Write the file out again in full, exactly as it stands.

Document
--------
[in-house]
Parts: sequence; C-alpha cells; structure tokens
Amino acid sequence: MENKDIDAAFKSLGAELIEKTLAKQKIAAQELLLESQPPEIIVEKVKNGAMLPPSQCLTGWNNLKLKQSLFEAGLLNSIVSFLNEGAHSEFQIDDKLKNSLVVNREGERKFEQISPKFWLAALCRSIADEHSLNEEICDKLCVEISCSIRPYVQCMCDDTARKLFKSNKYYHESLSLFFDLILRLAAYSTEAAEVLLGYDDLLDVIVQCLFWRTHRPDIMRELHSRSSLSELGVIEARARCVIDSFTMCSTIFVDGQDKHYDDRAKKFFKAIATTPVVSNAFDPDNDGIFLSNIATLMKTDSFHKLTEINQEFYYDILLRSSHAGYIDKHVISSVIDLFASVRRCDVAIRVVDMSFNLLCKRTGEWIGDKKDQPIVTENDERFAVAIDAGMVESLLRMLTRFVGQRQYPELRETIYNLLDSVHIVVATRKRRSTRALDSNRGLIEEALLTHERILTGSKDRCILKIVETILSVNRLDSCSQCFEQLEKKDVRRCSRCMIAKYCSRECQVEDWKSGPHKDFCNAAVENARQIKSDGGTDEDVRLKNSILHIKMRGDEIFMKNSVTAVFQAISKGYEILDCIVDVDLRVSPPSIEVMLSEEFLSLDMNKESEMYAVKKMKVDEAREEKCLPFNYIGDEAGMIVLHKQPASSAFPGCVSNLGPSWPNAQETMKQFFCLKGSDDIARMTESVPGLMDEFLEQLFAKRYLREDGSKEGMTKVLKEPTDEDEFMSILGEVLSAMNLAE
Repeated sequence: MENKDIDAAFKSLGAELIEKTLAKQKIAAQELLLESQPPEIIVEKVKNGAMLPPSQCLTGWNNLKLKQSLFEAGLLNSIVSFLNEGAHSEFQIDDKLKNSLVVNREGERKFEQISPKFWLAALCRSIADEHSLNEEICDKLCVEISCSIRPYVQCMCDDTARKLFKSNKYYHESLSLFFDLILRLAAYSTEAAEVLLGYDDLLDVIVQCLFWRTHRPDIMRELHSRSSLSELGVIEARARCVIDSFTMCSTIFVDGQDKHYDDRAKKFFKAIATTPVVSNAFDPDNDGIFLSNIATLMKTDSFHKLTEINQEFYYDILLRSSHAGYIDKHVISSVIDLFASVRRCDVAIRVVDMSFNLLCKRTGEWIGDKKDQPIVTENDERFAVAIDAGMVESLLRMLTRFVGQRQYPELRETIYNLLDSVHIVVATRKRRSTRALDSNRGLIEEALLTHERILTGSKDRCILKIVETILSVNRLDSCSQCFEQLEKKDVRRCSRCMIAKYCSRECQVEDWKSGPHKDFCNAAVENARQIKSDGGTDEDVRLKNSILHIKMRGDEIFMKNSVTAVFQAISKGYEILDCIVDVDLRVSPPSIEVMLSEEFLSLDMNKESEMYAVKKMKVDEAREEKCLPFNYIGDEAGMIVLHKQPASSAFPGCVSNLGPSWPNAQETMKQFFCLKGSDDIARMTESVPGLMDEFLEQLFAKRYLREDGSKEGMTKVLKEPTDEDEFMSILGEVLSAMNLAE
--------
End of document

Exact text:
[in-house]
Parts: sequence; C-alpha cells; structure tokens
Amino acid sequence: MENKDIDAAFKSLGAELIEKTLAKQKIAAQELLLESQPPEIIVEKVKNGAMLPPSQCLTGWNNLKLKQSLFEAGLLNSIVSFLNEGAHSEFQIDDKLKNSLVVNREGERKFEQISPKFWLAALCRSIADEHSLNEEICDKLCVEISCSIRPYVQCMCDDTARKLFKSNKYYHESLSLFFDLILRLAAYSTEAAEVLLGYDDLLDVIVQCLFWRTHRPDIMRELHSRSSLSELGVIEARARCVIDSFTMCSTIFVDGQDKHYDDRAKKFFKAIATTPVVSNAFDPDNDGIFLSNIATLMKTDSFHKLTEINQEFYYDILLRSSHAGYIDKHVISSVIDLFASVRRCDVAIRVVDMSFNLLCKRTGEWIGDKKDQPIVTENDERFAVAIDAGMVESLLRMLTRFVGQRQYPELRETIYNLLDSVHIVVATRKRRSTRALDSNRGLIEEALLTHERILTGSKDRCILKIVETILSVNRLDSCSQCFEQLEKKDVRRCSRCMIAKYCSRECQVEDWKSGPHKDFCNAAVENARQIKSDGGTDEDVRLKNSILHIKMRGDEIFMKNSVTAVFQAISKGYEILDCIVDVDLRVSPPSIEVMLSEEFLSLDMNKESEMYAVKKMKVDEAREEKCLPFNYIGDEAGMIVLHKQPASSAFPGCVSNLGPSWPNAQETMKQFFCLKGSDDIARMTESVPGLMDEFLEQLFAKRYLREDGSKEGMTKVLKEPTDEDEFMSILGEVLSAMNLAE
Repeated sequence: MENKDIDAAFKSLGAELIEKTLAKQKIAAQELLLESQPPEIIVEKVKNGAMLPPSQCLTGWNNLKLKQSLFEAGLLNSIVSFLNEGAHSEFQIDDKLKNSLVVNREGERKFEQISPKFWLAALCRSIADEHSLNEEICDKLCVEISCSIRPYVQCMCDDTARKLFKSNKYYHESLSLFFDLILRLAAYSTEAAEVLLGYDDLLDVIVQCLFWRTHRPDIMRELHSRSSLSELGVIEARARCVIDSFTMCSTIFVDGQDKHYDDRAKKFFKAIATTPVVSNAFDPDNDGIFLSNIATLMKTDSFHKLTEINQEFYYDILLRSSHAGYIDKHVISSVIDLFASVRRCDVAIRVVDMSFNLLCKRTGEWIGDKKDQPIVTENDERFAVAIDAGMVESLLRMLTRFVGQRQYPELRETIYNLLDSVHIVVATRKRRSTRALDSNRGLIEEALLTHERILTGSKDRCILKIVETILSVNRLDSCSQCFEQLEKKDVRRCSRCMIAKYCSRECQVEDWKSGPHKDFCNAAVENARQIKSDGGTDEDVRLKNSILHIKMRGDEIFMKNSVTAVFQAISKGYEILDCIVDVDLRVSPPSIEVMLSEEFLSLDMNKESEMYAVKKMKVDEAREEKCLPFNYIGDEAGMIVLHKQPASSAFPGCVSNLGPSWPNAQETMKQFFCLKGSDDIARMTESVPGLMDEFLEQLFAKRYLREDGSKEGMTKVLKEPTDEDEFMSILGEVLSAMNLAE